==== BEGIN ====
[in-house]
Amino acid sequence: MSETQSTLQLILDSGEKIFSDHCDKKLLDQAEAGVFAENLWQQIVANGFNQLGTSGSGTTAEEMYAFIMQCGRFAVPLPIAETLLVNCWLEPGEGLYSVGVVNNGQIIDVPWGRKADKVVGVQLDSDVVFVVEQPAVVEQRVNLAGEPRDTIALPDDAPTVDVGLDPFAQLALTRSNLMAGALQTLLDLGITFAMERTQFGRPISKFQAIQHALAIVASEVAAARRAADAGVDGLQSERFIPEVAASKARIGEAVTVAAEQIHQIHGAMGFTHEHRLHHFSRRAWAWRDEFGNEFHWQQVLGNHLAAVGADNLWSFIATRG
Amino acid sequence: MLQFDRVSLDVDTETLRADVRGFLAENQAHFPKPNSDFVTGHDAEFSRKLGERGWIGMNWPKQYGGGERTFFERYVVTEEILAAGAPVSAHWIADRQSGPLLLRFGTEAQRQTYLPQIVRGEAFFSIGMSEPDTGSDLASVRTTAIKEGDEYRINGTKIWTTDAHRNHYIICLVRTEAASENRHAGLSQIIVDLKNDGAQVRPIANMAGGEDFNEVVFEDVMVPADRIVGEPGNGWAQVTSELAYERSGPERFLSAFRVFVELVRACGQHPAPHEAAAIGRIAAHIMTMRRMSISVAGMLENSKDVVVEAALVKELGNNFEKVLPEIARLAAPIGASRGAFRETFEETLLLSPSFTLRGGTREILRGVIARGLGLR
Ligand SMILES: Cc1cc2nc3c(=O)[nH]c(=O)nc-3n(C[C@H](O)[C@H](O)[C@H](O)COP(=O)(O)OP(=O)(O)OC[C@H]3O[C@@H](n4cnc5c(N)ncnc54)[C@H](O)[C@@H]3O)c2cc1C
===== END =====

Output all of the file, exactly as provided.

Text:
[in-house]
Amino acid sequence: MSETQSTLQLILDSGEKIFSDHCDKKLLDQAEAGVFAENLWQQIVANGFNQLGTSGSGTTAEEMYAFIMQCGRFAVPLPIAETLLVNCWLEPGEGLYSVGVVNNGQIIDVPWGRKADKVVGVQLDSDVVFVVEQPAVVEQRVNLAGEPRDTIALPDDAPTVDVGLDPFAQLALTRSNLMAGALQTLLDLGITFAMERTQFGRPISKFQAIQHALAIVASEVAAARRAADAGVDGLQSERFIPEVAASKARIGEAVTVAAEQIHQIHGAMGFTHEHRLHHFSRRAWAWRDEFGNEFHWQQVLGNHLAAVGADNLWSFIATRG
Amino acid sequence: MLQFDRVSLDVDTETLRADVRGFLAENQAHFPKPNSDFVTGHDAEFSRKLGERGWIGMNWPKQYGGGERTFFERYVVTEEILAAGAPVSAHWIADRQSGPLLLRFGTEAQRQTYLPQIVRGEAFFSIGMSEPDTGSDLASVRTTAIKEGDEYRINGTKIWTTDAHRNHYIICLVRTEAASENRHAGLSQIIVDLKNDGAQVRPIANMAGGEDFNEVVFEDVMVPADRIVGEPGNGWAQVTSELAYERSGPERFLSAFRVFVELVRACGQHPAPHEAAAIGRIAAHIMTMRRMSISVAGMLENSKDVVVEAALVKELGNNFEKVLPEIARLAAPIGASRGAFRETFEETLLLSPSFTLRGGTREILRGVIARGLGLR
Ligand SMILES: Cc1cc2nc3c(=O)[nH]c(=O)nc-3n(C[C@H](O)[C@H](O)[C@H](O)COP(=O)(O)OP(=O)(O)OC[C@H]3O[C@@H](n4cnc5c(N)ncnc54)[C@H](O)[C@@H]3O)c2cc1C